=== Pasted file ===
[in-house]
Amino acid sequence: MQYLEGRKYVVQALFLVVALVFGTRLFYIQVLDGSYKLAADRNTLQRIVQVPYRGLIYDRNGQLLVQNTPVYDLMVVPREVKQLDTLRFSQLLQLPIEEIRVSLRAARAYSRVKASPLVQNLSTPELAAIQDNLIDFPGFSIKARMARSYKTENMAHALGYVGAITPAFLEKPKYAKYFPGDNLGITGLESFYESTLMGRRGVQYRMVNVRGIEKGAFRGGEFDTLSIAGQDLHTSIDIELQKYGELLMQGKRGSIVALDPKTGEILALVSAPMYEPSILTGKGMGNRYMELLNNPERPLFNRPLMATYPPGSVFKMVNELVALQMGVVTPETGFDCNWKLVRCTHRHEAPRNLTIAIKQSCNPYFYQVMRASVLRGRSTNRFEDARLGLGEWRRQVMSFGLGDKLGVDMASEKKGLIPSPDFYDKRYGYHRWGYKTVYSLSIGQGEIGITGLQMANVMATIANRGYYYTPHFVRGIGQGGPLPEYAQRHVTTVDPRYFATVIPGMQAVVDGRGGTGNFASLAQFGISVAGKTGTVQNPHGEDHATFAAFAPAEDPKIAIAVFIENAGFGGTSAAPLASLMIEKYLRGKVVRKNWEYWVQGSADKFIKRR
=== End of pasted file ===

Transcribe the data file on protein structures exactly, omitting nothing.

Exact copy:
[in-house]
Amino acid sequence: MQYLEGRKYVVQALFLVVALVFGTRLFYIQVLDGSYKLAADRNTLQRIVQVPYRGLIYDRNGQLLVQNTPVYDLMVVPREVKQLDTLRFSQLLQLPIEEIRVSLRAARAYSRVKASPLVQNLSTPELAAIQDNLIDFPGFSIKARMARSYKTENMAHALGYVGAITPAFLEKPKYAKYFPGDNLGITGLESFYESTLMGRRGVQYRMVNVRGIEKGAFRGGEFDTLSIAGQDLHTSIDIELQKYGELLMQGKRGSIVALDPKTGEILALVSAPMYEPSILTGKGMGNRYMELLNNPERPLFNRPLMATYPPGSVFKMVNELVALQMGVVTPETGFDCNWKLVRCTHRHEAPRNLTIAIKQSCNPYFYQVMRASVLRGRSTNRFEDARLGLGEWRRQVMSFGLGDKLGVDMASEKKGLIPSPDFYDKRYGYHRWGYKTVYSLSIGQGEIGITGLQMANVMATIANRGYYYTPHFVRGIGQGGPLPEYAQRHVTTVDPRYFATVIPGMQAVVDGRGGTGNFASLAQFGISVAGKTGTVQNPHGEDHATFAAFAPAEDPKIAIAVFIENAGFGGTSAAPLASLMIEKYLRGKVVRKNWEYWVQGSADKFIKRR